Willie Mays, Willie McCovey, Orlando Cepeda, Aubrey Huff, Brandon Belt, Deion Sanders, Josh Willingham, Hideki Matsui
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GIANTS HITTING: When the Giants first came to San Francisco, they had great hitters. In the first 10 years, we saw Willie Mays, Orlando Cepeda, Willie McCovey, the Alou brothers – Felipe, Matty, Jesus – Jim Ray Hart. They had catchers like Tom Haller and Ed Bailey who didn’t hit for average but were home run threats. They had so many good hitters that McCovey was platooned in 1962, when the Giants came so close to winning the World Series.
Now…well, you know what it’s like now. Giants pitchers take the mound thinking they may lose the game if they give up a run.
So, what’s happened? There are multiple factors.
The first: The American League largely ignored the fact that the color line had been broken by Jackie Robinson with the Brooklyn Dodgers in 1947. Bill Veeck signed the second black player, Larry Doby, for the Cleveland Indians (Veeck had wanted to buy the Philadelphia Phillies in the early ‘40s and stock them with the best black players, but when Commissioner Kenesaw Landis heard of that plan, he vetoed the deal) but Veeck was soon forced out of baseball and his fellow AL owners didn’t follow his example.
The New York Yankees didn’t sign a black player until Elston Howard. Earlier, Vic Power had seemed to be a candidate to be the first black on the Yankees but they thought he was too “uppity”, so they traded him to Kansas City.
Shortly after the Robinson debut, the Red Sox gave Mays a tryout and deemed him not worthy. Don’t blame the talent evaluators. The Red Sox were owned by Tom Yawkey, a South Carolina native, and Yawkey didn’t want any “coloreds” playing for his team. When the Red Sox finally signed a black player in the late ‘50s, it was Elijah (Pumpsie) Green of El Cerrito..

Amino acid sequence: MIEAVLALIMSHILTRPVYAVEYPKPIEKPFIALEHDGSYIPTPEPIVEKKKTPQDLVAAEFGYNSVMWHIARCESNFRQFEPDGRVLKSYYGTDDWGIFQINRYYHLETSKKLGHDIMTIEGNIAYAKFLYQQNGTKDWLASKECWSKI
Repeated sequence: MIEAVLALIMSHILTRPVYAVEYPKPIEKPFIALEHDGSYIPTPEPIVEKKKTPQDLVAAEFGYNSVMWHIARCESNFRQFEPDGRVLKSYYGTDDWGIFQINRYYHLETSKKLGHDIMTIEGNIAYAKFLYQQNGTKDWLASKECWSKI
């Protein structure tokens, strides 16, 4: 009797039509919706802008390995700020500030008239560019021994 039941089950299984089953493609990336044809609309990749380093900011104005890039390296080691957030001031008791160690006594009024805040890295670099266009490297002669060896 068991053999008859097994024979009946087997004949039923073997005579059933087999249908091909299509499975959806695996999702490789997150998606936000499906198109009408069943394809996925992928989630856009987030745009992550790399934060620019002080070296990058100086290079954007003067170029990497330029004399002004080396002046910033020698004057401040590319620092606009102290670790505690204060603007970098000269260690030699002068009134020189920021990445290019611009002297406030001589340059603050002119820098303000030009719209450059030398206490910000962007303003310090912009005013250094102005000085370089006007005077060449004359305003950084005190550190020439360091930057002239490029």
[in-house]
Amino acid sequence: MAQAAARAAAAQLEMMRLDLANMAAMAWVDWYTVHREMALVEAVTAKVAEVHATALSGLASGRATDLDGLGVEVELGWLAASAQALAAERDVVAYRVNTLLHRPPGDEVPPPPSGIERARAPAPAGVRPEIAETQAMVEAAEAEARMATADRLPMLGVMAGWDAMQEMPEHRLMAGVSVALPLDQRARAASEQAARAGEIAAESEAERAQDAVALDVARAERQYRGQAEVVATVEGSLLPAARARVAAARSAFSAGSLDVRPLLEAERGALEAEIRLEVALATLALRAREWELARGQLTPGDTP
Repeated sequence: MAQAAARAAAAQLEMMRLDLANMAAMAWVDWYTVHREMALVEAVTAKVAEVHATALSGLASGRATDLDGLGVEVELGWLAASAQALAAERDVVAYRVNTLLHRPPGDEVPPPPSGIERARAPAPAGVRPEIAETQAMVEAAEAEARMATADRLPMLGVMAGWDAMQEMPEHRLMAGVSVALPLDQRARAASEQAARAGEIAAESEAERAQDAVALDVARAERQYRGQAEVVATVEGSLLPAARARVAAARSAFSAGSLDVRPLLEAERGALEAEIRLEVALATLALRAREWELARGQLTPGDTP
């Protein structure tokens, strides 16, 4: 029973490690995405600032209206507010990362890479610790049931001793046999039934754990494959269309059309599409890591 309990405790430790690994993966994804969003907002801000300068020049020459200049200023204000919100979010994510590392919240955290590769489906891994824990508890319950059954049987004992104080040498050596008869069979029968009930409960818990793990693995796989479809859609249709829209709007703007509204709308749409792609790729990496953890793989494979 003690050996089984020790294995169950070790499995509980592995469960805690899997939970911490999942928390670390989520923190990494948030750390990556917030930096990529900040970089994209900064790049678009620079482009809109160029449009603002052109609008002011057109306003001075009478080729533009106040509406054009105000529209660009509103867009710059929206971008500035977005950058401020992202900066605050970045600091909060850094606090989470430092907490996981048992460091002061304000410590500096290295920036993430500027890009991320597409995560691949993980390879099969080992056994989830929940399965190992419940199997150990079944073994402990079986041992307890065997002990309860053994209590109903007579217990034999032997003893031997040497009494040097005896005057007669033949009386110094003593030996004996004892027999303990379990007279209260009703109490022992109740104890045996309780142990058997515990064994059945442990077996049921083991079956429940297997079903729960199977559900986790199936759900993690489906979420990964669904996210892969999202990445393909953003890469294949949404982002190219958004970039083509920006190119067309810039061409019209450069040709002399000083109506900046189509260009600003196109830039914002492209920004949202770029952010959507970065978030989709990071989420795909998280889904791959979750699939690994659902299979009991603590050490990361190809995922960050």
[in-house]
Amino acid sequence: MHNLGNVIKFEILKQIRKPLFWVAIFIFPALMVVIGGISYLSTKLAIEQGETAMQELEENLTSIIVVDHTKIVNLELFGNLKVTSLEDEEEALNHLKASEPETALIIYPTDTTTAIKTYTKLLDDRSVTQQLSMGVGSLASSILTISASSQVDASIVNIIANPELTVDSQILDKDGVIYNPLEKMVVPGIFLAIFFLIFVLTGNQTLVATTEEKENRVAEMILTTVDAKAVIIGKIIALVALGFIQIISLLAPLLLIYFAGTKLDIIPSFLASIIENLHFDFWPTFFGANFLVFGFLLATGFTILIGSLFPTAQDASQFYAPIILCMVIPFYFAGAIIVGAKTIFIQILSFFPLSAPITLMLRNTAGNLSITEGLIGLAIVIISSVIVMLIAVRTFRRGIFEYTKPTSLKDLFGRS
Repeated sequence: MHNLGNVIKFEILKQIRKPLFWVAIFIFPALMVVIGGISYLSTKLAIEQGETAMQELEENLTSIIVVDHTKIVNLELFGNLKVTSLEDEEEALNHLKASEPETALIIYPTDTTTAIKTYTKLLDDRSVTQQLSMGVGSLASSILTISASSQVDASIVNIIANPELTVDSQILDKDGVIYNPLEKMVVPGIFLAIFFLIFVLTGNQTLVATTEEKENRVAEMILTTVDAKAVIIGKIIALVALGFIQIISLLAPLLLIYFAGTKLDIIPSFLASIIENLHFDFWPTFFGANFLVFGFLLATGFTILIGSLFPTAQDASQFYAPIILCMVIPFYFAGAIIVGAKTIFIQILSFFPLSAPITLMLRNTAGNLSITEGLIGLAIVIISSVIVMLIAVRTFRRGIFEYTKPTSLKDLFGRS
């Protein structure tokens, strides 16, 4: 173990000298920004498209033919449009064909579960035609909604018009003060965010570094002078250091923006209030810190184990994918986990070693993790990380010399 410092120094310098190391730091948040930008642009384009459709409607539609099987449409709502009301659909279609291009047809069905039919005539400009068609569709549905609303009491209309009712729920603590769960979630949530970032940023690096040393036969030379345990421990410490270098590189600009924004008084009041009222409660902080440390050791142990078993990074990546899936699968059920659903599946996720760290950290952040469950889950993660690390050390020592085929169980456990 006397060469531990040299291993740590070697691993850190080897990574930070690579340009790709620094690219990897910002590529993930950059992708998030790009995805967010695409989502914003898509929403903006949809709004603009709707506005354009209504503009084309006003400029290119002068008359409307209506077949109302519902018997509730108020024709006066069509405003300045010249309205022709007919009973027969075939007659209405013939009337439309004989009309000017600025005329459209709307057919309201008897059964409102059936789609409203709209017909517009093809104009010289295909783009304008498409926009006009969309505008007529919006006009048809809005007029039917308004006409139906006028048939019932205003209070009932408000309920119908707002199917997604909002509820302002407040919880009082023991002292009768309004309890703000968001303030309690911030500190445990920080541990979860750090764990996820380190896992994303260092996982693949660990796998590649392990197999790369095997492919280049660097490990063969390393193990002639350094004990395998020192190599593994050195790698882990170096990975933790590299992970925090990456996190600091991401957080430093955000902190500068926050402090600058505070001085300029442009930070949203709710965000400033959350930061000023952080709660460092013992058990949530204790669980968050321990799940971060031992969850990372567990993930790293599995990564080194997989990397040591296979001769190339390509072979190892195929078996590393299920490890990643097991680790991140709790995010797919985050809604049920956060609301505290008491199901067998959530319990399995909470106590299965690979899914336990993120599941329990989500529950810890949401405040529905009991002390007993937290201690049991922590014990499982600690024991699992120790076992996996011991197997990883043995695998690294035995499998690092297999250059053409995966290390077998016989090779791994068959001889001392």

With American League clubs largely abstaining, the National League signed the top
black players and became much the stronger league for an extended period. The Dodgers jumped into the market first with Robinson, followed quickly by Roy Campanella and Don Newcombe, but the Giants did very well, too, with Mays, Monte Irvin and Hank Thompson on their 1951 World Series team. Irvin was already 30 when he signed with the Giants in 1949, his best years behind him, but at 32, he had enough left to lead the NL in RBIs. There is little doubt he’d be in the Hall of Fame if the color line had been broken earlier. Now 92, he has no publicly-voiced complaints. He was on a Comcast “Chronicle Live” program earlier this year and I got a chance to talk to him off-camera. (His segment was an interview which had been recorded earlier). He had been a mentor to Mays when Willie came up in 1951, and he was effusive in his praise of Mays. He was also quite lucid, despite his age.